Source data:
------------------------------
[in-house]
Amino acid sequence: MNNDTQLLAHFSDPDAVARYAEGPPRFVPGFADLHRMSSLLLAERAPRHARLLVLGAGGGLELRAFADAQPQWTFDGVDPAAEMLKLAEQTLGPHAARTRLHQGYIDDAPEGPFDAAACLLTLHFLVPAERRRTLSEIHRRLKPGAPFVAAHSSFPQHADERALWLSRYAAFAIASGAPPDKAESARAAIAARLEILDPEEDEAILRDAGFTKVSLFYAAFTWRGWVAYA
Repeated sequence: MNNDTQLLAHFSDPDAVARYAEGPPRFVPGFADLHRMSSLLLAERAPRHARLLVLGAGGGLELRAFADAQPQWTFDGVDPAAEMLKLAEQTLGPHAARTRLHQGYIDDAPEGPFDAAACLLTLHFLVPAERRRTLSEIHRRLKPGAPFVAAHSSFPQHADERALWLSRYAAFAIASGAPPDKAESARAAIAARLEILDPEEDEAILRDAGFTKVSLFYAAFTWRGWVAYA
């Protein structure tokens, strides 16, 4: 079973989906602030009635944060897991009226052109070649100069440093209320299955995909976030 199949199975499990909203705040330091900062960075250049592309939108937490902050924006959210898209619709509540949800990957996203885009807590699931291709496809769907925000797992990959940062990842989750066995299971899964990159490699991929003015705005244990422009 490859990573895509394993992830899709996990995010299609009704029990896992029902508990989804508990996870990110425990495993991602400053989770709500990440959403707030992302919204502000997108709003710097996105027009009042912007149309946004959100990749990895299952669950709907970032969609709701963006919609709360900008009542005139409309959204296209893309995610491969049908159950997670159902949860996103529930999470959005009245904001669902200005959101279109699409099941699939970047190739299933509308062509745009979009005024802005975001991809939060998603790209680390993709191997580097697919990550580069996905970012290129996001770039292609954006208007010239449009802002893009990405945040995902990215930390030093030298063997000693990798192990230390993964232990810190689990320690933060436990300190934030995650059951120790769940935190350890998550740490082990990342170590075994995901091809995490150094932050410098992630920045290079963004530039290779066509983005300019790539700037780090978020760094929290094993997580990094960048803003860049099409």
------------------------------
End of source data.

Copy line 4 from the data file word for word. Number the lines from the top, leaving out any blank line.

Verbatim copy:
């Protein structure tokens, strides 16, 4: 079973989906602030009635944060897991009226052109070649100069440093209320299955995909976030 199949199975499990909203705040330091900062960075250049592309939108937490902050924006959210898209619709509540949800990957996203885009807590699931291709496809769907925000797992990959940062990842989750066995299971899964990159490699991929003015705005244990422009 490859990573895509394993992830899709996990995010299609009704029990896992029902508990989804508990996870990110425990495993991602400053989770709500990440959403707030992302919204502000997108709003710097996105027009009042912007149309946004959100990749990895299952669950709907970032969609709701963006919609709360900008009542005139409309959204296209893309995610491969049908159950997670159902949860996103529930999470959005009245904001669902200005959101279109699409099941699939970047190739299933509308062509745009979009005024802005975001991809939060998603790209680390993709191997580097697919990550580069996905970012290129996001770039292609954006208007010239449009802002893009990405945040995902990215930390030093030298063997000693990798192990230390993964232990810190689990320690933060436990300190934030995650059951120790769940935190350890998550740490082990990342170590075994995901091809995490150094932050410098992630920045290079963004530039290779066509983005300019790539700037780090978020760094929290094993997580990094960048803003860049099409």